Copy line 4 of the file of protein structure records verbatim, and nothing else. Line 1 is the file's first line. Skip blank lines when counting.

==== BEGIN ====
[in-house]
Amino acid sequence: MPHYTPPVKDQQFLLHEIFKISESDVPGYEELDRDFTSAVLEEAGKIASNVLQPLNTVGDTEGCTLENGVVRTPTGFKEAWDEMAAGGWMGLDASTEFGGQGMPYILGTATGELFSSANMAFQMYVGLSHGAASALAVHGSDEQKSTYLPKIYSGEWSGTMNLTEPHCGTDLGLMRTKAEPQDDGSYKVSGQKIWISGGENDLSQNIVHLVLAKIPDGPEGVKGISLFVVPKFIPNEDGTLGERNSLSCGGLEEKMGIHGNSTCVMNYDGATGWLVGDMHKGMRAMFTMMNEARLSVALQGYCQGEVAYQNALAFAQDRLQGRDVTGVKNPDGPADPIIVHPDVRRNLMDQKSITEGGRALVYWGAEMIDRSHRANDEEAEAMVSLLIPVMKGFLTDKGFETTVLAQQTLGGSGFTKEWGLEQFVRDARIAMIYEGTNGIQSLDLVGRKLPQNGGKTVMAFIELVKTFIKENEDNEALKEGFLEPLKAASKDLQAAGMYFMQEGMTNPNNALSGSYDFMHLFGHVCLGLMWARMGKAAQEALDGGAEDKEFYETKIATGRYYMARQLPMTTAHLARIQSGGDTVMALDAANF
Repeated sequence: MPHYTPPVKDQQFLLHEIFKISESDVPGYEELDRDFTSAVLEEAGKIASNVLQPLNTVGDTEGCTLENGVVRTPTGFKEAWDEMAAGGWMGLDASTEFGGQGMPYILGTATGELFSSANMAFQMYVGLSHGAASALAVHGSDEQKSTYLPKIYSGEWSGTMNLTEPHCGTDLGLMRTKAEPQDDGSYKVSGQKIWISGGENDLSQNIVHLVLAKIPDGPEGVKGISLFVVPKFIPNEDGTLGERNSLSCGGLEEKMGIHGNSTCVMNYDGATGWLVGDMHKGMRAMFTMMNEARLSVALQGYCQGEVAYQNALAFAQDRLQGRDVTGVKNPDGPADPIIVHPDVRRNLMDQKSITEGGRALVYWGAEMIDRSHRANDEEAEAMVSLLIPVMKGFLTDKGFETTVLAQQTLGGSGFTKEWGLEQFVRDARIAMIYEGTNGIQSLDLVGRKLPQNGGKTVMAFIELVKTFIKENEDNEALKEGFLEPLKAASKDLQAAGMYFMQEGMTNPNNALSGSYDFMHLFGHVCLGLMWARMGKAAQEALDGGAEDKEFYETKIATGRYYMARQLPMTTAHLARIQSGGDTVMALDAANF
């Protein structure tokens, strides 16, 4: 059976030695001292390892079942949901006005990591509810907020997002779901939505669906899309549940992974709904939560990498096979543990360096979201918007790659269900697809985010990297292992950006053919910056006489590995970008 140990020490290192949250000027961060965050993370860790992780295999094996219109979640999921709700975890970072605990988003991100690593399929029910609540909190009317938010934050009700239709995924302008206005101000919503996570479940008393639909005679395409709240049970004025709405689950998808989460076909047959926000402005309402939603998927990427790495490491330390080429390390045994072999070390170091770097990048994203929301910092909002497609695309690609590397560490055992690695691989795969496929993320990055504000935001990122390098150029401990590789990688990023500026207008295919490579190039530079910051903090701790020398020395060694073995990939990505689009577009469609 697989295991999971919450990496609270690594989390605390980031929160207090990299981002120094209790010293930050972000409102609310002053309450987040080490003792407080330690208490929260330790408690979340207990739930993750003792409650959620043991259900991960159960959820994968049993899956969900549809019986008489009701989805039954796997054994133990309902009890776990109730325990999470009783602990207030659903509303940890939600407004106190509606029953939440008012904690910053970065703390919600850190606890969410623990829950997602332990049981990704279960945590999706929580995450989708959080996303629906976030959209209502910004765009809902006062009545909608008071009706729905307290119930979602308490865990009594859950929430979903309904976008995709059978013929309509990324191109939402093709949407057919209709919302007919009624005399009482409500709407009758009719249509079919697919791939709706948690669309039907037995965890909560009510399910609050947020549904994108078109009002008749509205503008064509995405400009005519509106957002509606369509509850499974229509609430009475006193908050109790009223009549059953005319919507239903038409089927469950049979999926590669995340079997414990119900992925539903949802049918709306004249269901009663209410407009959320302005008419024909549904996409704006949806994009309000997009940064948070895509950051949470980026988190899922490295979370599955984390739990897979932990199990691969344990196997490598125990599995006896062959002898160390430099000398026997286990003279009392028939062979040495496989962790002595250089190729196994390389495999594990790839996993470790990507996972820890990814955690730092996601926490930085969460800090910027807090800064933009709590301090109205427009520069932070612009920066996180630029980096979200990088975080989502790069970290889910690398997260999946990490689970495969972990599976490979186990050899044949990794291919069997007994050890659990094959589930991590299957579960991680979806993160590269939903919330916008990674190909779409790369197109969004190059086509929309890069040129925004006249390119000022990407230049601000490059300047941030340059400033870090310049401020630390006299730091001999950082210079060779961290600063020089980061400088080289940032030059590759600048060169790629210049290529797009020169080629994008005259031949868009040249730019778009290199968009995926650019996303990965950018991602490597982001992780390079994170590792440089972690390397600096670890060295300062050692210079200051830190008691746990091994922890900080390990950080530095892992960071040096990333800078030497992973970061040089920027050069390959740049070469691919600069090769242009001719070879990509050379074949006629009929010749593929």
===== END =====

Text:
């Protein structure tokens, strides 16, 4: 059976030695001292390892079942949901006005990591509810907020997002779901939505669906899309549940992974709904939560990498096979543990360096979201918007790659269900697809985010990297292992950006053919910056006489590995970008 140990020490290192949250000027961060965050993370860790992780295999094996219109979640999921709700975890970072605990988003991100690593399929029910609540909190009317938010934050009700239709995924302008206005101000919503996570479940008393639909005679395409709240049970004025709405689950998808989460076909047959926000402005309402939603998927990427790495490491330390080429390390045994072999070390170091770097990048994203929301910092909002497609695309690609590397560490055992690695691989795969496929993320990055504000935001990122390098150029401990590789990688990023500026207008295919490579190039530079910051903090701790020398020395060694073995990939990505689009577009469609 697989295991999971919450990496609270690594989390605390980031929160207090990299981002120094209790010293930050972000409102609310002053309450987040080490003792407080330690208490929260330790408690979340207990739930993750003792409650959620043991259900991960159960959820994968049993899956969900549809019986008489009701989805039954796997054994133990309902009890776990109730325990999470009783602990207030659903509303940890939600407004106190509606029953939440008012904690910053970065703390919600850190606890969410623990829950997602332990049981990704279960945590999706929580995450989708959080996303629906976030959209209502910004765009809902006062009545909608008071009706729905307290119930979602308490865990009594859950929430979903309904976008995709059978013929309509990324191109939402093709949407057919209709919302007919009624005399009482409500709407009758009719249509079919697919791939709706948690669309039907037995965890909560009510399910609050947020549904994108078109009002008749509205503008064509995405400009005519509106957002509606369509509850499974229509609430009475006193908050109790009223009549059953005319919507239903038409089927469950049979999926590669995340079997414990119900992925539903949802049918709306004249269901009663209410407009959320302005008419024909549904996409704006949806994009309000997009940064948070895509950051949470980026988190899922490295979370599955984390739990897979932990199990691969344990196997490598125990599995006896062959002898160390430099000398026997286990003279009392028939062979040495496989962790002595250089190729196994390389495999594990790839996993470790990507996972820890990814955690730092996601926490930085969460800090910027807090800064933009709590301090109205427009520069932070612009920066996180630029980096979200990088975080989502790069970290889910690398997260999946990490689970495969972990599976490979186990050899044949990794291919069997007994050890659990094959589930991590299957579960991680979806993160590269939903919330916008990674190909779409790369197109969004190059086509929309890069040129925004006249390119000022990407230049601000490059300047941030340059400033870090310049401020630390006299730091001999950082210079060779961290600063020089980061400088080289940032030059590759600048060169790629210049290529797009020169080629994008005259031949868009040249730019778009290199968009995926650019996303990965950018991602490597982001992780390079994170590792440089972690390397600096670890060295300062050692210079200051830190008691746990091994922890900080390990950080530095892992960071040096990333800078030497992973970061040089920027050069390959740049070469691919600069090769242009001719070879990509050379074949006629009929010749593929």